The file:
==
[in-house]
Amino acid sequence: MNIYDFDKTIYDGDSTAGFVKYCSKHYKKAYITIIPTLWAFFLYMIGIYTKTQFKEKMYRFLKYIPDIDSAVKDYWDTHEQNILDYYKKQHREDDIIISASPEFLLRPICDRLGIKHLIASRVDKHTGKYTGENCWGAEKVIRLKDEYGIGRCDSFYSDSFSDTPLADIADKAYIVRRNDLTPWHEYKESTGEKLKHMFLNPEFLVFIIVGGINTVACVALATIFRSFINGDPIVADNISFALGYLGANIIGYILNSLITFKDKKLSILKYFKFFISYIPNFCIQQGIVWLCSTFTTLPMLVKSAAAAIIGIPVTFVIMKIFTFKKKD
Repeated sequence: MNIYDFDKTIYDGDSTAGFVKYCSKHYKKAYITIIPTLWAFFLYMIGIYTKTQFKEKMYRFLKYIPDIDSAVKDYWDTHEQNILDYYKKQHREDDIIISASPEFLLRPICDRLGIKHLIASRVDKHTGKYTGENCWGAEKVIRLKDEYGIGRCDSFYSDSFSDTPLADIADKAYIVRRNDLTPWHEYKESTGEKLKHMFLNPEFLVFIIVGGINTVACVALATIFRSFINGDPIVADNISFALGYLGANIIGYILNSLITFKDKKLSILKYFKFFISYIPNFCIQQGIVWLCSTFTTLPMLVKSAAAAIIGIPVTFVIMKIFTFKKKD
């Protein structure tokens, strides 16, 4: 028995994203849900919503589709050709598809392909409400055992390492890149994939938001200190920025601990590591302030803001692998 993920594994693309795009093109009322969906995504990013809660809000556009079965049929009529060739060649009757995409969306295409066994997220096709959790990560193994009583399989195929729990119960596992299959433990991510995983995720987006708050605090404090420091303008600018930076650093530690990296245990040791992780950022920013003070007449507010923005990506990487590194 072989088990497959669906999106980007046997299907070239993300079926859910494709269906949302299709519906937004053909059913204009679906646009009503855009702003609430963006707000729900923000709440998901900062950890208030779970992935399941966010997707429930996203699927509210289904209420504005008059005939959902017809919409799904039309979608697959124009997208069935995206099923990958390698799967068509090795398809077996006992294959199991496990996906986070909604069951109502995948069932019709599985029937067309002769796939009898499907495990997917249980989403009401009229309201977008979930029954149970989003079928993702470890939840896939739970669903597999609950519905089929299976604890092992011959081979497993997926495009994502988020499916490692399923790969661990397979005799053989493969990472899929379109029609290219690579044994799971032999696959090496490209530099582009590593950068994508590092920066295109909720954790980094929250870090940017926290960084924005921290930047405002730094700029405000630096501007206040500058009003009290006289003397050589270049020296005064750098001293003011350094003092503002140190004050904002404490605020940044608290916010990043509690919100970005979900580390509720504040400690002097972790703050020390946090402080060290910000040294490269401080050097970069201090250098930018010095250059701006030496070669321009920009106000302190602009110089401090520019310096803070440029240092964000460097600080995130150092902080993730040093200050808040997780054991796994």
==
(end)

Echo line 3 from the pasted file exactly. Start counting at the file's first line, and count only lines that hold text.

Repeated sequence: MNIYDFDKTIYDGDSTAGFVKYCSKHYKKAYITIIPTLWAFFLYMIGIYTKTQFKEKMYRFLKYIPDIDSAVKDYWDTHEQNILDYYKKQHREDDIIISASPEFLLRPICDRLGIKHLIASRVDKHTGKYTGENCWGAEKVIRLKDEYGIGRCDSFYSDSFSDTPLADIADKAYIVRRNDLTPWHEYKESTGEKLKHMFLNPEFLVFIIVGGINTVACVALATIFRSFINGDPIVADNISFALGYLGANIIGYILNSLITFKDKKLSILKYFKFFISYIPNFCIQQGIVWLCSTFTTLPMLVKSAAAAIIGIPVTFVIMKIFTFKKKD